Senate reform: What's Stephen Harper's plan?
A view of the Senate chamber on Parliament Hill in Ottawa on Jan. 13, 2011. (Sean Kilpatrick / THE CANADIAN PRESS)
Amy Husser, CTVNews.ca
Published Tuesday, May 21, 2013 7:12PM EDT
The latest Senate scandal involving improper expenses is leading to revived calls for reform -- an issue that has been touted for the better part of the last decade.
“As Canadians know, I did not get into politics to defend the Senate,” Stephen Harper said Tuesday morning, speaking ahead of a Conservative caucus meeting. “And it was this party that put Senate reform on the agenda.”
Harper first introduced a proposal to reform the Senate in 2006, when the Conservatives came to power. The legislation ultimately died in the Senate when the then-Liberal-dominated chamber insisted on longer term lengths and the incorporation of a constitutional change, which requires co-operation with the provinces.
Then, during the two-month break that followed Harper’s contentious decision to prorogue Parliament in late 2009, the prime minister appointed five Senators, shifting the balance of power in the Senate. The Conservatives had now appointed 51 Tory senators to the Liberals’ 49.
After the 2011 federal election, the Conservatives reintroduced the legislation in June of that year. Bill C-7 -- also known as the Senate Reform Act -- would limit Senators to a nine-year term and would allow the provinces to hold elections to choose their representatives.
The bill has yet to pass second reading and hasn’t been debated in more than 15 months.
With questions still circling around whether a constitutional change is required (as opposed to it being ushered via parliamentary vote alone), the federal government earlier this year asked the country’s top court to weigh in on the issue.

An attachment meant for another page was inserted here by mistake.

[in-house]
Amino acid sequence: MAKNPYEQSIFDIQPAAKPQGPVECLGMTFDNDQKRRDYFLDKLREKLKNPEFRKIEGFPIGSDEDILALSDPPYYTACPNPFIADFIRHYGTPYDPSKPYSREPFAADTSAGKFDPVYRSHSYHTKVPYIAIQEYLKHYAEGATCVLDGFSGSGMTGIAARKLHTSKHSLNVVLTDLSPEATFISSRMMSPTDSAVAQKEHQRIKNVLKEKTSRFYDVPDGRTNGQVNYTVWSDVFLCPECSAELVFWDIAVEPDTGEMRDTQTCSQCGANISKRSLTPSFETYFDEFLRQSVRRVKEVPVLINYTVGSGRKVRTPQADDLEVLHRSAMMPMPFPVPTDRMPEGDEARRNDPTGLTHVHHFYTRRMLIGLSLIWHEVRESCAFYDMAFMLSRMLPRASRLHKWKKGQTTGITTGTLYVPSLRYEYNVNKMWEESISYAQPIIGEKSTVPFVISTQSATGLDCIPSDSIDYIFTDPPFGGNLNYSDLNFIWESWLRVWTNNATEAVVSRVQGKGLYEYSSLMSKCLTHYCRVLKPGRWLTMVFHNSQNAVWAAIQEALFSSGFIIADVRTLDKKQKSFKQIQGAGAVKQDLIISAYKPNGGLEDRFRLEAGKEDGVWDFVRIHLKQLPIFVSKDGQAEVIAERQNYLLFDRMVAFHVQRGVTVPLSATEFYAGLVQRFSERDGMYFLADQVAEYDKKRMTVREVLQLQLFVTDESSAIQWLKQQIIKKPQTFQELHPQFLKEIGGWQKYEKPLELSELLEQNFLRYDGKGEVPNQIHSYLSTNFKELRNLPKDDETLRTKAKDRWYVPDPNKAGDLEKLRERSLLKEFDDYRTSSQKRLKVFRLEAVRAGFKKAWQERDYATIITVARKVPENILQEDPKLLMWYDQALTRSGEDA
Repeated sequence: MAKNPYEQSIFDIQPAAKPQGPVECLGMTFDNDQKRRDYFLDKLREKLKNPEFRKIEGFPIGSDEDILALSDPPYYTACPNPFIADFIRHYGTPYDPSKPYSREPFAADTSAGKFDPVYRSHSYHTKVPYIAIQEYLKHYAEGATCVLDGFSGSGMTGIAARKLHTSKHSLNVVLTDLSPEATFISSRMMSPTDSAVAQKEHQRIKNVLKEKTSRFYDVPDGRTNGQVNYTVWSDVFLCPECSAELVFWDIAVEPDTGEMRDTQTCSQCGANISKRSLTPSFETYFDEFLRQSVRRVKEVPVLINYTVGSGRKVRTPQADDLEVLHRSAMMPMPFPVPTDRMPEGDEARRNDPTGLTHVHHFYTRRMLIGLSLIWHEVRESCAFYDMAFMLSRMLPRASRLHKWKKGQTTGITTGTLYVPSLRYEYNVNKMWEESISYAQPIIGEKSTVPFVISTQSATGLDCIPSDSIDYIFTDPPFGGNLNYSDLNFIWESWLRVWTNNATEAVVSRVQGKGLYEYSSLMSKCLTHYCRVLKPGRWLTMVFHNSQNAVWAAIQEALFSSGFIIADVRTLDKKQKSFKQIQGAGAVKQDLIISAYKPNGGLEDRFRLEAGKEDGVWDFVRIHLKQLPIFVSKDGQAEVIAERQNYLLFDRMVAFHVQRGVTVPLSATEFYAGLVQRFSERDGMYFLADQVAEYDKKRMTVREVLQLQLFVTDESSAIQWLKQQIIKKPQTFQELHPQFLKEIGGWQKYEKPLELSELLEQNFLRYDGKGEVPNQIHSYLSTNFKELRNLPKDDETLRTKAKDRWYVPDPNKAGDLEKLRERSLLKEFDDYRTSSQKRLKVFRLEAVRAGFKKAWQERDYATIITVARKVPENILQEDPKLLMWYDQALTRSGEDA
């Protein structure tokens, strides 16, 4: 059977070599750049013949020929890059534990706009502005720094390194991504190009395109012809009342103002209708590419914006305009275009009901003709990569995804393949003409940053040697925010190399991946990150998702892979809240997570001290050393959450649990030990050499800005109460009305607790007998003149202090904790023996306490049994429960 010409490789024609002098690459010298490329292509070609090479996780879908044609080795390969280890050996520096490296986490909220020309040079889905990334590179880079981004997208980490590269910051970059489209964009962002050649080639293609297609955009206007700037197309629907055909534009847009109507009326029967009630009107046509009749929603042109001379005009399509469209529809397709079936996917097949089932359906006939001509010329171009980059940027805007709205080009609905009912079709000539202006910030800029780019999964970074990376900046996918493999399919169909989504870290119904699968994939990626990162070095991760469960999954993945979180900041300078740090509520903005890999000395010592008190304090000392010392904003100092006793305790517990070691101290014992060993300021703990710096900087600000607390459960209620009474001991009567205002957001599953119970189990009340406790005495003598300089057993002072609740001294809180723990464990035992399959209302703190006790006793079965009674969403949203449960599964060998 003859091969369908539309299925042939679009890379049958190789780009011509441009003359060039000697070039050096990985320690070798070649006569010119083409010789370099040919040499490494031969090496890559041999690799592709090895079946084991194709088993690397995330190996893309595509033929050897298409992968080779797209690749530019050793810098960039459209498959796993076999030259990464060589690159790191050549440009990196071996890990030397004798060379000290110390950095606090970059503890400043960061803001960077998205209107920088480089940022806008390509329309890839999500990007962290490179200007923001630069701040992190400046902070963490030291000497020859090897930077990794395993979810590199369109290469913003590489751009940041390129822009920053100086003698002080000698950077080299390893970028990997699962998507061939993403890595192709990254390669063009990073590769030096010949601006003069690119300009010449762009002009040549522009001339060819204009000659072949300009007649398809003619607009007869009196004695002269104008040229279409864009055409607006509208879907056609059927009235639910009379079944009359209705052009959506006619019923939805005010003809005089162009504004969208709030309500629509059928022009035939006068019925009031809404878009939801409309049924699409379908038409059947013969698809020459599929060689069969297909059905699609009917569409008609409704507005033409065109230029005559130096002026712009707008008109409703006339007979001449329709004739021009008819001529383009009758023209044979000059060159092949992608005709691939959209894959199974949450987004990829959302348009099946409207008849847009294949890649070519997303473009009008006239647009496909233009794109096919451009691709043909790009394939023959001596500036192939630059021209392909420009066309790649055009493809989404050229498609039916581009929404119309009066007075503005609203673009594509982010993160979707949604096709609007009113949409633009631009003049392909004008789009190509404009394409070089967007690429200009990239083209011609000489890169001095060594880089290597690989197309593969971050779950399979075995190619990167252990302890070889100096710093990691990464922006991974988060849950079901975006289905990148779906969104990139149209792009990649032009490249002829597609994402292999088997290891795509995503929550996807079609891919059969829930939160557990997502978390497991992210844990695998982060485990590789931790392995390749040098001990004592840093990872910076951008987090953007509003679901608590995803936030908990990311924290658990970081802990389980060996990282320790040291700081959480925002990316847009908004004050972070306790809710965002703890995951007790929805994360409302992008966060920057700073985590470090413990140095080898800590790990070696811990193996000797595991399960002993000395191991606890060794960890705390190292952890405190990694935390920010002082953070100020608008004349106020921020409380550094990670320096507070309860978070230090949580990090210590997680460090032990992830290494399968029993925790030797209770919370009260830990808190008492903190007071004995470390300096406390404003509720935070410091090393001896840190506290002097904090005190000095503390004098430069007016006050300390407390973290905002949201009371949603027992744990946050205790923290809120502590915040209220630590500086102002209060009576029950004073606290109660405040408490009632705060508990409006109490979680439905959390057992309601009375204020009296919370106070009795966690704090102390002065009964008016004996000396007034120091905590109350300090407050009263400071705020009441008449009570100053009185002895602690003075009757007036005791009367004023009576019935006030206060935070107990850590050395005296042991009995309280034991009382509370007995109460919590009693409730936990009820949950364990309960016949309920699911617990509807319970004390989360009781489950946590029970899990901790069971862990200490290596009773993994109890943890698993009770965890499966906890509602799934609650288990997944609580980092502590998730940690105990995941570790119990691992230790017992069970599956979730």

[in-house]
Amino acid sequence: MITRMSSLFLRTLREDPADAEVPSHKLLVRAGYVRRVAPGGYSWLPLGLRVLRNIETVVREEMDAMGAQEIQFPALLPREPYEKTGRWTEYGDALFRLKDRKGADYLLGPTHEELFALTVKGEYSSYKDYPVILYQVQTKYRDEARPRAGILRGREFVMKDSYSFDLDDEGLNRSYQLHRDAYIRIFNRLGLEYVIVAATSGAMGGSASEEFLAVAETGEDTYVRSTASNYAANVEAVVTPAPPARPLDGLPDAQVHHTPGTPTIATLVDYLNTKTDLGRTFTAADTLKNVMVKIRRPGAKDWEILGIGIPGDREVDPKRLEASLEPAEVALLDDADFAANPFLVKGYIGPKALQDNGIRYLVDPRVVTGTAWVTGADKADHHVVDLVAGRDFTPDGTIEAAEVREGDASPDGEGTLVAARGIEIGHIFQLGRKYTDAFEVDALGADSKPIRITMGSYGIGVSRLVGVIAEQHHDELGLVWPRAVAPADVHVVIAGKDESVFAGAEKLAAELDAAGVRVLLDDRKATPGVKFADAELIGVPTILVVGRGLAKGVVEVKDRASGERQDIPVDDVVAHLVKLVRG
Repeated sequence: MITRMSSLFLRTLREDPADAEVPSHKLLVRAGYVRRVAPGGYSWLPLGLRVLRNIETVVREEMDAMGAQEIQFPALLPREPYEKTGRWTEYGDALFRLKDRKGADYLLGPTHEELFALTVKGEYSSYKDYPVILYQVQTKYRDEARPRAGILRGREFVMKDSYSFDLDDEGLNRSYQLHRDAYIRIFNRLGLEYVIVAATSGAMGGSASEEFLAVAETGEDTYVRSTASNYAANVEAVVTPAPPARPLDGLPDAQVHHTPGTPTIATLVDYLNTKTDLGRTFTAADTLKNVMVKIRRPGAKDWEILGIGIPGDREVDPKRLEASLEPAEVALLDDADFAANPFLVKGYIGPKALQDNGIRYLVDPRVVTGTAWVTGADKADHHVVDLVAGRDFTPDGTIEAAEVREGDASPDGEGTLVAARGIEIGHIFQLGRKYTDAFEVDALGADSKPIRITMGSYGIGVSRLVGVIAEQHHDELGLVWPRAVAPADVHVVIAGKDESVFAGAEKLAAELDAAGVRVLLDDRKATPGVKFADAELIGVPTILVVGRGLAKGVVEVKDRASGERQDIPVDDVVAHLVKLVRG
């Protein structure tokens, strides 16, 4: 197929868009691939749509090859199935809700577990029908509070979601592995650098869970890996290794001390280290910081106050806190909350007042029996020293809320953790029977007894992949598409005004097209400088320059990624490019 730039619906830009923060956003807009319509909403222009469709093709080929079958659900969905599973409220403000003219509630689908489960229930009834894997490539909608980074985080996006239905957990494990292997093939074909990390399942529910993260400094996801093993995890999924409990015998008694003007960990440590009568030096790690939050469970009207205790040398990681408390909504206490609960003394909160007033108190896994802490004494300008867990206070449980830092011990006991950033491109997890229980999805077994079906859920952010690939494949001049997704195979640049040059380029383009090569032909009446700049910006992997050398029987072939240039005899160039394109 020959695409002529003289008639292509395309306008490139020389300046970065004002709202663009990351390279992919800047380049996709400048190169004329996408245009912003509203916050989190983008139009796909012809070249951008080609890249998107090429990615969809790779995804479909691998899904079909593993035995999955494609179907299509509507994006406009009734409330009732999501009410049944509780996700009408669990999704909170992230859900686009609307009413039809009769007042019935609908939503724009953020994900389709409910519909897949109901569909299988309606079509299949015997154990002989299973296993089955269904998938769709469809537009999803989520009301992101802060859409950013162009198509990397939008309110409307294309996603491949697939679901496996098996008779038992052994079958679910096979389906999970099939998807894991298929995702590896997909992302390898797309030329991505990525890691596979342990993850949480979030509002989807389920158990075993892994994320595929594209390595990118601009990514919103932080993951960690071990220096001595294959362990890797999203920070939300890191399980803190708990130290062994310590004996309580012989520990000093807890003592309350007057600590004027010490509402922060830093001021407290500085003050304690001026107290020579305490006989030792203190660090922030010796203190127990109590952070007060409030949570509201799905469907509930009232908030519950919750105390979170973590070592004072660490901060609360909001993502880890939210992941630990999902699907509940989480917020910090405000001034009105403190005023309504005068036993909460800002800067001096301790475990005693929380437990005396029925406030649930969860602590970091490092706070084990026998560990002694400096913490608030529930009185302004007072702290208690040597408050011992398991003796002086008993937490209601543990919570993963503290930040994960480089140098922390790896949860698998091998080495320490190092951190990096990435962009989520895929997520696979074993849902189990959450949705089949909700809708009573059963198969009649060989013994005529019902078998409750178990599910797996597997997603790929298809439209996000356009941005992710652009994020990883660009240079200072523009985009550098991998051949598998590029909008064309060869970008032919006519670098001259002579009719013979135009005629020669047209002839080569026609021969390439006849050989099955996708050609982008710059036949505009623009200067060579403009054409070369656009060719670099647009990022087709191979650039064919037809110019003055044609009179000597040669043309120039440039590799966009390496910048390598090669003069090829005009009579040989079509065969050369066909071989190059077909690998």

Specifically, the Supreme Court of Canada is looking at the constitutional requirements for five possible options for Senate reform:
- Fixed-term Senate appointments
- Repealing the property qualifications required to become a senator
- A system in which the federal government consults the provinces, but still appoints senators at a national level
- A system in which the provinces choose their own senators
- Abolishing the Senate altogether
A SCOC decision is expected in November.
Meanwhile, the Quebec Court of Appeal is also looking at the constitutionality of the Conservatives’ bill on the provincial government’s request. Ottawa had filed a request to have that review process stopped, but it was rejected in March.
The Quebec hearings could be held as early as September, meaning a Quebec judgment could be reached before the Supreme Court weighs in -- something the Harper government would like to avoid.
Beyond the lack of accountability for appointed members, one major argument for Senate reform has been an East Coast bias: the Atlantic provinces hold 30 of the Senate seats compared to Western Canada’s 24 – something critics suggest is unbalanced, based on shifting population demographics as the West booms and the East Coast sees its population stagnating.
Alberta and British Columbia already hold non-binding Senate elections, sending a list of names to Ottawa for consideration. Harper’s most recent appointment, Scott Tannas, came from one of those lists. He was appointed in March.